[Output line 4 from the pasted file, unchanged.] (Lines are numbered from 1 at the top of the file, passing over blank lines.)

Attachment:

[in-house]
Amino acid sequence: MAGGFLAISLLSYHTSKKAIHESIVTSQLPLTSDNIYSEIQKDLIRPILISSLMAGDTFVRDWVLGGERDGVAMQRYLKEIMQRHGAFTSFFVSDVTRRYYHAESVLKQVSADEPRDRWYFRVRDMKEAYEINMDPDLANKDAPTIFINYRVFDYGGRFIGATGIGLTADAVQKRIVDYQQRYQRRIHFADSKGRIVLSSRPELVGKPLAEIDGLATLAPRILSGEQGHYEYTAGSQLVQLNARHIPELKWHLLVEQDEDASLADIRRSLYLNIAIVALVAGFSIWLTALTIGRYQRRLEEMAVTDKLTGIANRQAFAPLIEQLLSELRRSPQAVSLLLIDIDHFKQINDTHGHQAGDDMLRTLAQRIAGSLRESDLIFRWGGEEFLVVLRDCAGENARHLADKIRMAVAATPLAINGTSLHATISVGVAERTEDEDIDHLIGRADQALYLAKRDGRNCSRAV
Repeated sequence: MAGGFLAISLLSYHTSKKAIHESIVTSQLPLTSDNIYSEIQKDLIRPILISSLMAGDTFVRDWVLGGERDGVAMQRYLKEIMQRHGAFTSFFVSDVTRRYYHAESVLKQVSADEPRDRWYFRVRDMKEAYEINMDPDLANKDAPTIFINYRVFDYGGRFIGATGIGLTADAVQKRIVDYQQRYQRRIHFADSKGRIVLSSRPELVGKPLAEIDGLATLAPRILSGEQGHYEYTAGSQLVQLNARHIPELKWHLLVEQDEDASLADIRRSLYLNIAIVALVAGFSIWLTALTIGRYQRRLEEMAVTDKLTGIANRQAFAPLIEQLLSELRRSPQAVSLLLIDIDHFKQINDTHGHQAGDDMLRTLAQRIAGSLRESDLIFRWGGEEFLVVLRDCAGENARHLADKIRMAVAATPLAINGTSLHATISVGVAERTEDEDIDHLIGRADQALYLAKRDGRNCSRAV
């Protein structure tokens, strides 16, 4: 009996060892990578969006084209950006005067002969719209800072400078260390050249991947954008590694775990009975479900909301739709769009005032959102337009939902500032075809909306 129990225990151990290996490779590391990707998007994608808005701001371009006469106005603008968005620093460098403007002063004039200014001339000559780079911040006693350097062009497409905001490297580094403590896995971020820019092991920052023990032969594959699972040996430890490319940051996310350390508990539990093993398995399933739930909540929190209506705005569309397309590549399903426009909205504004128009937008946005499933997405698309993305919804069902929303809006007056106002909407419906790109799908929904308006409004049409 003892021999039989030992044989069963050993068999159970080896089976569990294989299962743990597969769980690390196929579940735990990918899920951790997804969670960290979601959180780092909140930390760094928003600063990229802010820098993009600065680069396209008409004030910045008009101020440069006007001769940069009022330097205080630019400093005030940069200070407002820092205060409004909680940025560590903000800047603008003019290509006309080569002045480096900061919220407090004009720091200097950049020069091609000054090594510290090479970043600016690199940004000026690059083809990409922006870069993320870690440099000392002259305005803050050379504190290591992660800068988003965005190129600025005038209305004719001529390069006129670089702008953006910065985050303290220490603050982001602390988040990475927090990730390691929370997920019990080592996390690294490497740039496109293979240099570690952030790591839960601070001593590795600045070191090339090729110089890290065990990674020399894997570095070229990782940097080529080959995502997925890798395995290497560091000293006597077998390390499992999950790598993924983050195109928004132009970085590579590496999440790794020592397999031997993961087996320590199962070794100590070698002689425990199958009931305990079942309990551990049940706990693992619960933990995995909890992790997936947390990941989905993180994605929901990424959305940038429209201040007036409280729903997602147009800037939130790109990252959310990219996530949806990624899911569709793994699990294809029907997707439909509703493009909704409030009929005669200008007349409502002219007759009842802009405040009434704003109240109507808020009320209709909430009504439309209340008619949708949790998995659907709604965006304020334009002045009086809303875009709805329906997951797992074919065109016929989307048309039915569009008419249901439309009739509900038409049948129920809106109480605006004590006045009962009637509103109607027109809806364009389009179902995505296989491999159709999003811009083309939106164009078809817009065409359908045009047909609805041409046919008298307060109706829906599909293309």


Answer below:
């Protein structure tokens, strides 16, 4: 009996060892990578969006084209950006005067002969719209800072400078260390050249991947954008590694775990009975479900909301739709769009005032959102337009939902500032075809909306 129990225990151990290996490779590391990707998007994608808005701001371009006469106005603008968005620093460098403007002063004039200014001339000559780079911040006693350097062009497409905001490297580094403590896995971020820019092991920052023990032969594959699972040996430890490319940051996310350390508990539990093993398995399933739930909540929190209506705005569309397309590549399903426009909205504004128009937008946005499933997405698309993305919804069902929303809006007056106002909407419906790109799908929904308006409004049409 003892021999039989030992044989069963050993068999159970080896089976569990294989299962743990597969769980690390196929579940735990990918899920951790997804969670960290979601959180780092909140930390760094928003600063990229802010820098993009600065680069396209008409004030910045008009101020440069006007001769940069009022330097205080630019400093005030940069200070407002820092205060409004909680940025560590903000800047603008003019290509006309080569002045480096900061919220407090004009720091200097950049020069091609000054090594510290090479970043600016690199940004000026690059083809990409922006870069993320870690440099000392002259305005803050050379504190290591992660800068988003965005190129600025005038209305004719001529390069006129670089702008953006910065985050303290220490603050982001602390988040990475927090990730390691929370997920019990080592996390690294490497740039496109293979240099570690952030790591839960601070001593590795600045070191090339090729110089890290065990990674020399894997570095070229990782940097080529080959995502997925890798395995290497560091000293006597077998390390499992999950790598993924983050195109928004132009970085590579590496999440790794020592397999031997993961087996320590199962070794100590070698002689425990199958009931305990079942309990551990049940706990693992619960933990995995909890992790997936947390990941989905993180994605929901990424959305940038429209201040007036409280729903997602147009800037939130790109990252959310990219996530949806990624899911569709793994699990294809029907997707439909509703493009909704409030009929005669200008007349409502002219007759009842802009405040009434704003109240109507808020009320209709909430009504439309209340008619949708949790998995659907709604965006304020334009002045009086809303875009709805329906997951797992074919065109016929989307048309039915569009008419249901439309009739509900038409049948129920809106109480605006004590006045009962009637509103109607027109809806364009389009179902995505296989491999159709999003811009083309939106164009078809817009065409359908045009047909609805041409046919008298307060109706829906599909293309």